By loi ka
The 8 o’clock Saturday sun peaked at my window, illuminating my bedroom with its sultry yet warm temperature. Summer is two or three months away, but I can already feel the California heat.
I’m supposed to be at Lotte’s YoArt by 9:30 for my shift. But Charlotte called me last night and told me the shop will be closed today because she will take her sister to the beach for her birthday.
That left me with nothing to do but to lie all day. With my head hanging from my bed , I held the flyer Mrs. Vaughn gave me about the outdoor camping, scanning the slogan jotted on the paper.
“This is the lamest slogan I’ve ever read my entire life,” I told myself.
The sun hit my face as I felt a rumbling sensation in my stomach.
I tumbled myself to get up and rushed downstairs to get some breakfast. To my surprise, my mom was in the kitchen, leaning on the counter, reading a newspaper.
My mom works from Monday to Saturday. That makes us barely see each other inside the house except for Friday nights when we view the show we always watch together.
Sunday is her rest day. So might as well leave her alone during those days or less, she’ll say I’m being inconsiderate for not letting her rest on her one day off from work.
The house had been quiet ever since dad died. Let alone, I don’t even consider this a house when most days it’s unoccupied. I either spend my time inside my room or biking around downtown.
“No work?” I asked her as I get the cereal box from the cupboard and poured myself a glass of milk.
“That’s great. We can grab breakfast at this diner downtown. Swear it’s delicious, I’ve been there a few times. It’ll be my treat,” I said, cutting her off.
There’s this diner downtown I always go to when I bike around. The bacon and waffles there taste like heaven the first time I ate at that diner. And since mom’s at home and no decent breakfast prepared at the table, I might as well use this as an opportunity for us to eat together outside because probably this would be the first and last chance for me to do that. Plus, it’s lonely to eat alone, even if the food you’re eating is appetizing.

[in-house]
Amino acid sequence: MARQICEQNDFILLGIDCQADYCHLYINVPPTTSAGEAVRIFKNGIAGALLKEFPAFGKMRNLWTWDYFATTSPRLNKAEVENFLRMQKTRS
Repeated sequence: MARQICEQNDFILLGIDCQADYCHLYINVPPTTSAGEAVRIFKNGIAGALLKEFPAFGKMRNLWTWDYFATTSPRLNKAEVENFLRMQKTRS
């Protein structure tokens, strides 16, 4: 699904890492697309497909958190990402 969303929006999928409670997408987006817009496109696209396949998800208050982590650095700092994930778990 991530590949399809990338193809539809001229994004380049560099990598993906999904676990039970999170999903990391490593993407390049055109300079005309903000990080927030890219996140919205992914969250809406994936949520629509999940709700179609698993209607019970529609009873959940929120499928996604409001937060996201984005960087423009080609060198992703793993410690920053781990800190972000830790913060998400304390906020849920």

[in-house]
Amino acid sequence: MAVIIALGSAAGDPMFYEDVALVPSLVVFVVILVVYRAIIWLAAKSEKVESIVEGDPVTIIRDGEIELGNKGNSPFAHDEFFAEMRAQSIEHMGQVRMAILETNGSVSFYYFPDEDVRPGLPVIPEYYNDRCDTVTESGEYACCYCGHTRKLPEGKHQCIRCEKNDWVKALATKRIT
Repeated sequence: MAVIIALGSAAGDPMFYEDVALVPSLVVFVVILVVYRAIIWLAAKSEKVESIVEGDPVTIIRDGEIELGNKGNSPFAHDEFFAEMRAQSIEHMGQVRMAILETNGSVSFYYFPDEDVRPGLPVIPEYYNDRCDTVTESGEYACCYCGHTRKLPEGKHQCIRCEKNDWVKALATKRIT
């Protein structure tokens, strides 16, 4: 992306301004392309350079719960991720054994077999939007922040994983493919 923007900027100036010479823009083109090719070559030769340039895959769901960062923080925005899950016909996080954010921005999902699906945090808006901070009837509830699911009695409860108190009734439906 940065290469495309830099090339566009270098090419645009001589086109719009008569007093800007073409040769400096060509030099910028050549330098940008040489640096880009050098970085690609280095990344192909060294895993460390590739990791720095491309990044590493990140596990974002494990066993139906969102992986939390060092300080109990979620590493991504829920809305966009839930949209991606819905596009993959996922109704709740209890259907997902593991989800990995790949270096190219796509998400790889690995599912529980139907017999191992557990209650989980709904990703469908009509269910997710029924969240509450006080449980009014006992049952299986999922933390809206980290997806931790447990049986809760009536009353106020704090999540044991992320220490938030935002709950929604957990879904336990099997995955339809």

“No, honey.” She peeked through the newspaper she was reading. “I have clients that will make headway to our house. Sorry,” she apologized.
“What? You said it’s your day off from work. I’m sure your client can wait. C’mon, mom, swear the food there is great.” I grumbled to her.
She put down the newspaper she was holding and gave me a stern look.
“Stop being annoying and needy, Ellie. You don’t know how much work I’ve missed going home early last night just to spend watching the TV show with you,” she said in a steady tone, still giving me that stern look of hers.
“I didn’t ask you to do that,” I said in a high-pitched tone. “Mom, if you couldn’t give your ti—“
“Ellie, just go to your room and stop being a spoiled brat daughter. My client is on their way. I don’t want to argue early in the morning,” she cut me off as we heard a knock on the door.
“Could you please just open the door for me? Just do something decent for me this time by opening that door,” she said, with her hands massaging her forehead.
I want to answer back, but I don’t want to argue either. So, I just stood there with my mouth agape.
She shouldn’t have made time for me if she’s just going to rub it off my face and tell me I’m being inconsiderate for taking her time. When in fact I didn’t ask for it because I know it would be impossible for her to give me such a thing.
So much for little changes.
I groaned in frustration and grabbed the cereal box and my glass of milk. I walked my way out to open the door. A woman and a guy probably the same age or a little older than was standing in our front steps.
“Oh hi! You are that employee in the frozen yogurt shop, right?” asked the woman with a smile on her face.
I eyed the woman in front of me, recalling if I served her frozen yogurt in Lotte’s YoArt. I landed my gaze on her blue eyes and moments flashed in my mind. She was that beautiful woman with ebony hair and icy blue eyes I served yesterday.
“Oh, yeah, I remember you,” I told her, smiling.
“You must be Nora’s daughter, aren’t you?” I nod. “No wonder you look so familiar the first time I saw you. You two have the same eyes.” She giggled.
“Come in,” I said, widening the opening of the door. “She’s in the kitchen.” I pointed the direction of our kitchen.